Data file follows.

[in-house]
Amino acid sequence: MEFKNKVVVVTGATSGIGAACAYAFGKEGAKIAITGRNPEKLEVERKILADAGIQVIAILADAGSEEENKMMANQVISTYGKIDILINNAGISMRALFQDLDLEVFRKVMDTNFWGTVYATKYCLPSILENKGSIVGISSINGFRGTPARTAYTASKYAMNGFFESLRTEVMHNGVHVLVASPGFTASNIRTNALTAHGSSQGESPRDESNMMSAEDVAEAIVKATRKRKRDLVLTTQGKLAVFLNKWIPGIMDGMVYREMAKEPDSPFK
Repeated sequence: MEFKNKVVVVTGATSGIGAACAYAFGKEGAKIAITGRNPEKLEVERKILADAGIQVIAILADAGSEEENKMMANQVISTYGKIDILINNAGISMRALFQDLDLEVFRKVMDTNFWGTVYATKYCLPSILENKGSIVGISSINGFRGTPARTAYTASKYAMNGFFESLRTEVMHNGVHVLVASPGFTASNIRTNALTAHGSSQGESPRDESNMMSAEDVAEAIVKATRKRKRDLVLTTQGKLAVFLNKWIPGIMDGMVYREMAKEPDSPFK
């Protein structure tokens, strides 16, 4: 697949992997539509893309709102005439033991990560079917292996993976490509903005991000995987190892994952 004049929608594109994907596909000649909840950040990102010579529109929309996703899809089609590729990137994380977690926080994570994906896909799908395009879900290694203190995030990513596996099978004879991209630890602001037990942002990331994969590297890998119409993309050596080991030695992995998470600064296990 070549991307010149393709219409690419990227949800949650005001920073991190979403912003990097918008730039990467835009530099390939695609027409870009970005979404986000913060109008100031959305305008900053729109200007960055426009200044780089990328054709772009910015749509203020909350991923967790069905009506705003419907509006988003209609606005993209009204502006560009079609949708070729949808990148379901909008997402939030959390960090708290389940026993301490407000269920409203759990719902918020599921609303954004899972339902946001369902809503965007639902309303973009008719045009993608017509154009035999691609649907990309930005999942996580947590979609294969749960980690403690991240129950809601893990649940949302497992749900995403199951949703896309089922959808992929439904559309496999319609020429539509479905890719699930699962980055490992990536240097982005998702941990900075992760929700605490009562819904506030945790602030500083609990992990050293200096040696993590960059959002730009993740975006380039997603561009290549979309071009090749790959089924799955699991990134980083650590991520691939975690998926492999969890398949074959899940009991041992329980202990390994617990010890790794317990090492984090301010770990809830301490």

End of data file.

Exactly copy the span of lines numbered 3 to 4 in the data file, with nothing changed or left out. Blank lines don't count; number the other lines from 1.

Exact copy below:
Repeated sequence: MEFKNKVVVVTGATSGIGAACAYAFGKEGAKIAITGRNPEKLEVERKILADAGIQVIAILADAGSEEENKMMANQVISTYGKIDILINNAGISMRALFQDLDLEVFRKVMDTNFWGTVYATKYCLPSILENKGSIVGISSINGFRGTPARTAYTASKYAMNGFFESLRTEVMHNGVHVLVASPGFTASNIRTNALTAHGSSQGESPRDESNMMSAEDVAEAIVKATRKRKRDLVLTTQGKLAVFLNKWIPGIMDGMVYREMAKEPDSPFK
């Protein structure tokens, strides 16, 4: 697949992997539509893309709102005439033991990560079917292996993976490509903005991000995987190892994952 004049929608594109994907596909000649909840950040990102010579529109929309996703899809089609590729990137994380977690926080994570994906896909799908395009879900290694203190995030990513596996099978004879991209630890602001037990942002990331994969590297890998119409993309050596080991030695992995998470600064296990 070549991307010149393709219409690419990227949800949650005001920073991190979403912003990097918008730039990467835009530099390939695609027409870009970005979404986000913060109008100031959305305008900053729109200007960055426009200044780089990328054709772009910015749509203020909350991923967790069905009506705003419907509006988003209609606005993209009204502006560009079609949708070729949808990148379901909008997402939030959390960090708290389940026993301490407000269920409203759990719902918020599921609303954004899972339902946001369902809503965007639902309303973009008719045009993608017509154009035999691609649907990309930005999942996580947590979609294969749960980690403690991240129950809601893990649940949302497992749900995403199951949703896309089922959808992929439904559309496999319609020429539509479905890719699930699962980055490992990536240097982005998702941990900075992760929700605490009562819904506030945790602030500083609990992990050293200096040696993590960059959002730009993740975006380039997603561009290549979309071009090749790959089924799955699991990134980083650590991520691939975690998926492999969890398949074959899940009991041992329980202990390994617990010890790794317990090492984090301010770990809830301490």